who have provided the 2D array detectors are all engaged in the new development
for the verification of rotational dosimetry. Sun Nuclear has produced the
MapPHAN� along with its MapCHECK� diode array to serve this purpose in
acquiring the dose verification. Initial results are promising from
multiple-angle testing. However, for lateral-entry beam angles, the phantom
material buildup with detector location creates certain levels of dosimetric
uncertainties. If a proper phantom material calibration is applied, then the
dosimetry data are quite comparable to the EBT film dosimetry provided by
International Specialty Products (Wayne, NJ, U.S.A.). With the new design
specification, the rotational-treatment delivery verification using a 2D matrix
detector to acquire rotational dosimetry data was described in detail . PTW
has also introduced the OCTAVIUS� phantom for the QA of rotational treatment,
along with their 2D-array ion chamber matrix which is currently being used in
the planar dose analysis. They also claimed that the signal acquired is
independent of the beam angles . A novel 3D device Delta-4 (ScandiDos, Uppsaka, Sweden) has also been reported in acquiring the 3D dose maps for IMRT treatments,
which claimed to be useful in the rotational dosimetry measurements.
Herzen J et al. reported that the response of a MatriXX QA
device is linear with dose and energy independent. The authors concluded that
the detector is a suitable device for QA and 2D dose verifications for IMRT QA
. The same QA device has also been investigated for proton therapy QA by
the group from MD Anderson Cancer Center . Their MatriXX measurement
results on different energies of proton therapy beams were with the accuracy
comparable to those of ion chamber measurements and film dosimetry. More
recently, Li JG et al. compared the two commercially available detector
arrays (MapCHECKTM and MatriXX) for their use in the QA of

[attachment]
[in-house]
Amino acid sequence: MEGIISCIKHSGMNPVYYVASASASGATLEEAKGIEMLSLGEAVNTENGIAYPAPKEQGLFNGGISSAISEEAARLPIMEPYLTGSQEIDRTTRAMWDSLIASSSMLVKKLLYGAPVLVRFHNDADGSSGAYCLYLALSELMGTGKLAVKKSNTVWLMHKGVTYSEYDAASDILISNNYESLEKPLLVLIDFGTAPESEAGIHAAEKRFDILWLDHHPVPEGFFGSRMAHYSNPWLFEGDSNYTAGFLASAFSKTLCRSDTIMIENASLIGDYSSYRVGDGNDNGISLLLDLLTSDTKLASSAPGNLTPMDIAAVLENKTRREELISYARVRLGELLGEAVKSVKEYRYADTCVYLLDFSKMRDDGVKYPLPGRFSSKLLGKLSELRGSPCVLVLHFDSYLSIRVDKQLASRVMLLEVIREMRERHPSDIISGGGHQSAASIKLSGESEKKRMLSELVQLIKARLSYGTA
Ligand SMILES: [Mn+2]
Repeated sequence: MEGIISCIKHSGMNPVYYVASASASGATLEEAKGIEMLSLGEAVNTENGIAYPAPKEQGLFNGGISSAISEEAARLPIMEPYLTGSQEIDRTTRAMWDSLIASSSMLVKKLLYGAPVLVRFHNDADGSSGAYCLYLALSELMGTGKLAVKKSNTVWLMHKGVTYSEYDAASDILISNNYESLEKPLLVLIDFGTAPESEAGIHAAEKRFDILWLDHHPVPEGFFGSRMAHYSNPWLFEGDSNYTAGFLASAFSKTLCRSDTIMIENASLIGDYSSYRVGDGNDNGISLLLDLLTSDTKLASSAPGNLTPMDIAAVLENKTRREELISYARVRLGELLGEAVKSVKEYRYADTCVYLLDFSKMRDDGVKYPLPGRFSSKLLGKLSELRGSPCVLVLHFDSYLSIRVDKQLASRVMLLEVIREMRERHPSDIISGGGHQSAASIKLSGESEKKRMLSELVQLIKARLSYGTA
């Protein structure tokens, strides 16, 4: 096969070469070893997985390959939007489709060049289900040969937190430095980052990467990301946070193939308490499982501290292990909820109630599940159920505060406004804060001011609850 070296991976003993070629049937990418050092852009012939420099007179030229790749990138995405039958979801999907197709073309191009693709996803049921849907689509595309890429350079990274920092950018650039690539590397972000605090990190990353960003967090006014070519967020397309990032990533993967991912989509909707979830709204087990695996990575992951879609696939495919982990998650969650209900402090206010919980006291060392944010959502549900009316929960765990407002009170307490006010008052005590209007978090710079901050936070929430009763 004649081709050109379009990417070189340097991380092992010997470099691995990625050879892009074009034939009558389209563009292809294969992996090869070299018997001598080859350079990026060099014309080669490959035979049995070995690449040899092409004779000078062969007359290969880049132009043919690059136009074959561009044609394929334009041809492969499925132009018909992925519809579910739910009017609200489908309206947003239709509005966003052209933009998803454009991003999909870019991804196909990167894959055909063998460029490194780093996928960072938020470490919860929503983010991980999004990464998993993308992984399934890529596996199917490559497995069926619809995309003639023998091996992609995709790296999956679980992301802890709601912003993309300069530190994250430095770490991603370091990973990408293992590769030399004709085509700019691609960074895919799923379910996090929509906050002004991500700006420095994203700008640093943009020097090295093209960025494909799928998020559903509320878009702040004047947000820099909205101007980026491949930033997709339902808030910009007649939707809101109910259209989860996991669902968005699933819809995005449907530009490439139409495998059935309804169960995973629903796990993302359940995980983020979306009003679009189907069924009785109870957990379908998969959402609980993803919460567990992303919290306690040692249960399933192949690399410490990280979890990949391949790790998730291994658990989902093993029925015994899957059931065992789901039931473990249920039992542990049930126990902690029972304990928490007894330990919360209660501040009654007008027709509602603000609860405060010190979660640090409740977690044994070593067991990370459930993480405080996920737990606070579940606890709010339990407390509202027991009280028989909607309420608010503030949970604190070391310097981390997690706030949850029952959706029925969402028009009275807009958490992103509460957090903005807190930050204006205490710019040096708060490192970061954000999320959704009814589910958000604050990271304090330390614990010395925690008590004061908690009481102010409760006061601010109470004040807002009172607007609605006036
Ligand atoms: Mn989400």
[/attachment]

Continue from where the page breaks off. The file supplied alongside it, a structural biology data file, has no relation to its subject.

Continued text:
patient-specific IMRT treatment plans . Both detectors showed negligible
errors (< 1%) when measuring doses of more than ~8 cGy, but exhibited errors
of ~3% when measuring doses on the order of 1 cGy. The authors obtained
excellent passing rates for both detector arrays when compared with the planar
dose distributions from the treatment planning system for three 6 MV IMRT
fields and three 18 MV IMRT fields. For the verification of rotational
delivery, such as Tomotherapy or volumetric modulated arc therapy, the MapPHAN�
was developed for new or existing MapCHECK users.
In this article, the authors utilised the newest
development, MatriXX phantom with the 2D ion chamber arrays, from IBA (Louvain-Ia-Neuve, Belgium) to evaluate the most difficult head and neck treatment cases at
the authors' center. The methodology mentioned in this article was different
from the conventional QA verification procedure which only achieved the fixed
beam entry angle of LINAC with planar dose distribution . This particular
verification system is created to assess 2D array suitability for rotational
dosimetry. This QA study was performed for ten-patient plans from Helical
Tomotherapy, with proper buildup and geometry for side scattered compensation.
This 2D MatriXX device then transformed into a pseudo 3D tool for various plan
verification in order to conquer the complex helical nature of radiation
Materials and methods
This QA phantom composed of MatriXX and Multicube was
positioned on the treatment couch, verified with isocenter alignment tool
provided by Tomotherapy planning and the laser systems. The irradiation source
used for verification process is a single energy photon beam of 6 MV on a
linear waveguide. MatriXX device consists of 1020 (32x32) vented pixel ion
chambers. Each chamber occupies 0.08 cm3 volume and holds the
resolution of 7.62 mm. If multiple readings are generated, then 1 mm resolution
with interpolation is applicable. Measurement dose rate ranges from 0.1 to 20 Gy/min
with the dose resolution of 0.5 mGy/min. All verification plans in this study